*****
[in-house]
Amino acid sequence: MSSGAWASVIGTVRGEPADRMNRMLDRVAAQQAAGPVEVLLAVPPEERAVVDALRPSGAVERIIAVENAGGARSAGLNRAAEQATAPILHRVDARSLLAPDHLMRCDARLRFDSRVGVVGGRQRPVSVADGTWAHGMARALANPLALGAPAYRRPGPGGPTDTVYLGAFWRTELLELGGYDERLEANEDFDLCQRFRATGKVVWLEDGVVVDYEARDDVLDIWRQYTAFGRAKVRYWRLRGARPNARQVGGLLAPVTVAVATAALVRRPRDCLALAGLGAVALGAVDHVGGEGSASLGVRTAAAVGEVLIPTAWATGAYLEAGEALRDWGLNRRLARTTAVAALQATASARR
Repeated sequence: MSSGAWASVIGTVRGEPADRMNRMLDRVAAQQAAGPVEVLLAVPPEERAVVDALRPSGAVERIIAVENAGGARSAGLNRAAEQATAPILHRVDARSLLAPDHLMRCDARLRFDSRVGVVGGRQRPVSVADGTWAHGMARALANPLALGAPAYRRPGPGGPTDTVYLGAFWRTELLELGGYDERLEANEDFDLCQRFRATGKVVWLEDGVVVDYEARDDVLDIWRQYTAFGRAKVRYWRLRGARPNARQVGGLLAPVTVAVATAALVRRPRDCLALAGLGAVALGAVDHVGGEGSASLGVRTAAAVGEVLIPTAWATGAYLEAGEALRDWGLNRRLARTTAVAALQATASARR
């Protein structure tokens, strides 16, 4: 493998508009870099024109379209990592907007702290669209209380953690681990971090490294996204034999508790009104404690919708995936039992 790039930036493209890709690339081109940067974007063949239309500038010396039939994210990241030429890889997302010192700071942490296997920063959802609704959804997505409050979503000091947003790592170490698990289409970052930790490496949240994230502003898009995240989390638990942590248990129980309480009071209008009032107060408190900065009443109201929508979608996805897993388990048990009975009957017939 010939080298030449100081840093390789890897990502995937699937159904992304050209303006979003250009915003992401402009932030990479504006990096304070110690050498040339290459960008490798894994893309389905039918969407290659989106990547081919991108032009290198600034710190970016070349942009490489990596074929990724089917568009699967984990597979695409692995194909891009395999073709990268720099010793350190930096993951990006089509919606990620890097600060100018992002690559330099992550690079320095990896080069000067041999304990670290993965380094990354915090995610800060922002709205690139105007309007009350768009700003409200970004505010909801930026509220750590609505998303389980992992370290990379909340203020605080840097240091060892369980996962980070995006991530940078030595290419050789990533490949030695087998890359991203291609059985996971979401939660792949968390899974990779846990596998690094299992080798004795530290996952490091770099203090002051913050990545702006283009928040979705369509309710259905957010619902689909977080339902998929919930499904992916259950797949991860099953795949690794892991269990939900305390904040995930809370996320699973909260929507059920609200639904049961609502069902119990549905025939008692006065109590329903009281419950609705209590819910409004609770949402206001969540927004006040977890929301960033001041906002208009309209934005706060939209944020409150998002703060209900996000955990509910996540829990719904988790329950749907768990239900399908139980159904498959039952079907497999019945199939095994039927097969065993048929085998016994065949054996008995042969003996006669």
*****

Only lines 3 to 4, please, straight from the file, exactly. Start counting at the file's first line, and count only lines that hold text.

Repeated sequence: MSSGAWASVIGTVRGEPADRMNRMLDRVAAQQAAGPVEVLLAVPPEERAVVDALRPSGAVERIIAVENAGGARSAGLNRAAEQATAPILHRVDARSLLAPDHLMRCDARLRFDSRVGVVGGRQRPVSVADGTWAHGMARALANPLALGAPAYRRPGPGGPTDTVYLGAFWRTELLELGGYDERLEANEDFDLCQRFRATGKVVWLEDGVVVDYEARDDVLDIWRQYTAFGRAKVRYWRLRGARPNARQVGGLLAPVTVAVATAALVRRPRDCLALAGLGAVALGAVDHVGGEGSASLGVRTAAAVGEVLIPTAWATGAYLEAGEALRDWGLNRRLARTTAVAALQATASARR
């Protein structure tokens, strides 16, 4: 493998508009870099024109379209990592907007702290669209209380953690681990971090490294996204034999508790009104404690919708995936039992 790039930036493209890709690339081109940067974007063949239309500038010396039939994210990241030429890889997302010192700071942490296997920063959802609704959804997505409050979503000091947003790592170490698990289409970052930790490496949240994230502003898009995240989390638990942590248990129980309480009071209008009032107060408190900065009443109201929508979608996805897993388990048990009975009957017939 010939080298030449100081840093390789890897990502995937699937159904992304050209303006979003250009915003992401402009932030990479504006990096304070110690050498040339290459960008490798894994893309389905039918969407290659989106990547081919991108032009290198600034710190970016070349942009490489990596074929990724089917568009699967984990597979695409692995194909891009395999073709990268720099010793350190930096993951990006089509919606990620890097600060100018992002690559330099992550690079320095990896080069000067041999304990670290993965380094990354915090995610800060922002709205690139105007309007009350768009700003409200970004505010909801930026509220750590609505998303389980992992370290990379909340203020605080840097240091060892369980996962980070995006991530940078030595290419050789990533490949030695087998890359991203291609059985996971979401939660792949968390899974990779846990596998690094299992080798004795530290996952490091770099203090002051913050990545702006283009928040979705369509309710259905957010619902689909977080339902998929919930499904992916259950797949991860099953795949690794892991269990939900305390904040995930809370996320699973909260929507059920609200639904049961609502069902119990549905025939008692006065109590329903009281419950609705209590819910409004609770949402206001969540927004006040977890929301960033001041906002208009309209934005706060939209944020409150998002703060209900996000955990509910996540829990719904988790329950749907768990239900399908139980159904498959039952079907497999019945199939095994039927097969065993048929085998016994065949054996008995042969003996006669």